Complexity and Knowledge Management Navigators…
I’ve often blogged about the complexities of KM and the need to treat KM activity in a holistic way, but what about some of the micro-KM activities? This blog looks at a specific issue for KM, succession planning, and reveals the depth of complexity that our (KM) activities encompass as we pull in complimentary concepts to solve our problems.
What do a Scottish police force, a major US pharmaceutical and a Middle East gas company all have in common?
Okay, yes, we have or are working with them on KM projects, but beside that…
They are all preparing to lose a significant percentage of their senior management or executive management team to retirement in the next five to six years. The other thing they have in common, they didn’t have a plan to capture their knowledge before they exited the company – basically, forget a knowledge-leak, they are facing the potential stream of knowledge loss. How many of you, reading this, have plans in place to capture the knowledge of your staff as the age out of the company – to say nothing of forced-redundancy brought about as organisations ‘right-size’ to meet the challenges of the current economic climate? You don’t know what crisis is around the corner or which member of staff will walk out of your company for the last time today, their knowledge lost forever, or, worse still, they sell their personal capital, and their knowledge along with it, to your competitors.
Scare mongering? You might say that this happens all the time and that it is impossible to legislate against ever scenario that could contribute to knowledge leakage or loss. You’re right, of course. However, you can work to minimise your risk and you can plan to embed the knowledge of people that are ‘aging out’ of the organisation or vital operational knowledge that exists within a limited pool of people. KM has a role to play here and, by the way, there isn’t an IT solution to manage you out of this one, this is about people processes and developing a framework where people are motivated to share and absorb the knowledge-giving being afforded to them. One aspect of the solution is succession planning, which requires you to work with HR partners to justify a KM intervention.
I’ve already blogged about the value of people and the need to link KM to the strategic needs of the organisation, so, I am hoping we can take this as read. What we are interested in here are ideas that can capture the knowledge of senior staff, motivate potential successors, contribute to heightened decision-making capability, and stimulate the illusive dynamic capacity that knowledge-intensive organisations crave. By now you are probably waiting with bated breath for a new revelation, consulting fad or academic concept removed from the reality of operational need. Sorry to disappoint you. This is as simple as two old concepts, two old friends if you like: Communities of Practice and Action Learning.
I’ll give you an example of what we are talking about. The way we develop solutions obviously depends on the needs of the organisation, but ultimately we look to bring together people who are exiting the organisation within the next 5 years with a pool of succession candidates. This knowledge-network* is organised to embed the exiting knowledge within the remaining staff through shared decision-making processes – the network, which we hope, through leadership and motivation, can evolve into a Community of Practice, is not limited to the exiting staff and succession pool, with other participants being invited from the wider organisation according to the remit and needs of the community. The key is for the organisation to recognise the potential knowledge loss, liaise with HR to identify potential succession candidates and then provide the time and space for these key people to work together. Obviously, this is a very simplistic overview and the actual solution will have to be tailored to the specific needs of the organisation, but this said, it is a fairly simple solution to a costly problem.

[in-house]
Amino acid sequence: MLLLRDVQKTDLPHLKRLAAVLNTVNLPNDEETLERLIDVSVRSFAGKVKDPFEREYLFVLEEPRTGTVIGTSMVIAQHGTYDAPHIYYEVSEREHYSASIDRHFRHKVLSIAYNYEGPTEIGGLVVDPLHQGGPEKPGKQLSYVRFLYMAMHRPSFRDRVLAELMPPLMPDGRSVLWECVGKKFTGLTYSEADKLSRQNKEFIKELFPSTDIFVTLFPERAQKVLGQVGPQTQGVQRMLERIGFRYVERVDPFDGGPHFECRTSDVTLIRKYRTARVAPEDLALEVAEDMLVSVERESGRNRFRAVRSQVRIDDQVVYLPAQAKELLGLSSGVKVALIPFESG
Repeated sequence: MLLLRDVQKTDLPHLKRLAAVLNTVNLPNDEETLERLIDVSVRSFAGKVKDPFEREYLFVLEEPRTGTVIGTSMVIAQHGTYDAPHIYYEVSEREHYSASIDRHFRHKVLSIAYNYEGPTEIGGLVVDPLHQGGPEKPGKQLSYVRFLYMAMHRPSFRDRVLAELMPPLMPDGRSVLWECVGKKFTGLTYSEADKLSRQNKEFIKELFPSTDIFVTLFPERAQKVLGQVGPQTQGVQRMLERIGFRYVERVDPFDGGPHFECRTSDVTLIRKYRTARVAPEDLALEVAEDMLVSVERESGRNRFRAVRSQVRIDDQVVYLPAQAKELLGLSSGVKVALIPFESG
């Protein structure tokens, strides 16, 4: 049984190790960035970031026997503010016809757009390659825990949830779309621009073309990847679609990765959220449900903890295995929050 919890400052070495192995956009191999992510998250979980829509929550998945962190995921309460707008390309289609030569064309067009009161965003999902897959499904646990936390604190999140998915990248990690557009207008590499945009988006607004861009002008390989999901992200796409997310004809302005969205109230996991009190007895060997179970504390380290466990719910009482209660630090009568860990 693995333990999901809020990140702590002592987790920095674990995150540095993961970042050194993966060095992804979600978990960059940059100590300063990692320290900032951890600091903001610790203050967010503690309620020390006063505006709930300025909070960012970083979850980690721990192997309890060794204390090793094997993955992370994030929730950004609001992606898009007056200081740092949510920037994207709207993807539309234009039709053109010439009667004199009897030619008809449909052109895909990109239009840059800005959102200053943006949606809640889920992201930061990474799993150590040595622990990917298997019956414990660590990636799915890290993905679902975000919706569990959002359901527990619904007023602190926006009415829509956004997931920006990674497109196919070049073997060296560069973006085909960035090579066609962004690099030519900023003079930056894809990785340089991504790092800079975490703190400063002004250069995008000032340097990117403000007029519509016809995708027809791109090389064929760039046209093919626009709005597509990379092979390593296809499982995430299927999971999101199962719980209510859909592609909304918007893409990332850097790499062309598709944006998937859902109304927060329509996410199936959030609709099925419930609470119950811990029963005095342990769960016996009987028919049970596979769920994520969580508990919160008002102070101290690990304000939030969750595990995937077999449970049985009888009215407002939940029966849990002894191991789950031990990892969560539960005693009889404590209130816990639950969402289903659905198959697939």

*We purposely label this as a ‘network’ as we believe, to begin with, the community will function through knowledge transactions, motivated through personal needs or gain; we work to evolve this into a ‘community’, where people interact without the primary thought of ‘what is in this for me’ – yes, we know the argument surrounding altruism, but our evidence suggests that this can and does happen.
The second part of this process requires the organisation to stimulate the transfer of knowledge through learning opportunities and this is where we use the Action Learning process. Again, using the network or community, the organisation poses problems to the network that, if facilitated correctly, requires the exiting staff and succession pool to take an agnostic approach to organisational problems in order to develop new solutions.
Seems too simple? Sometimes that’s all that is required. Obviously, restating the obvious, it will all depend on variables, such as the needs of the organisation, culture and the personality types that operate within the network – see the organizational zoo for an example of what I am speaking of here – and in that sense it is anything but simple.
Hopefully, this gives you an insight into how KM can solve problems of knowledge-leakage through people processes that work to embed knowledge within the wider organisation… now, the next question is how do you motivate people to connect with these processes – too much to address here, but take a look at, “For KM’s sake, get the people factor right” for an idea of how we start to tackle this.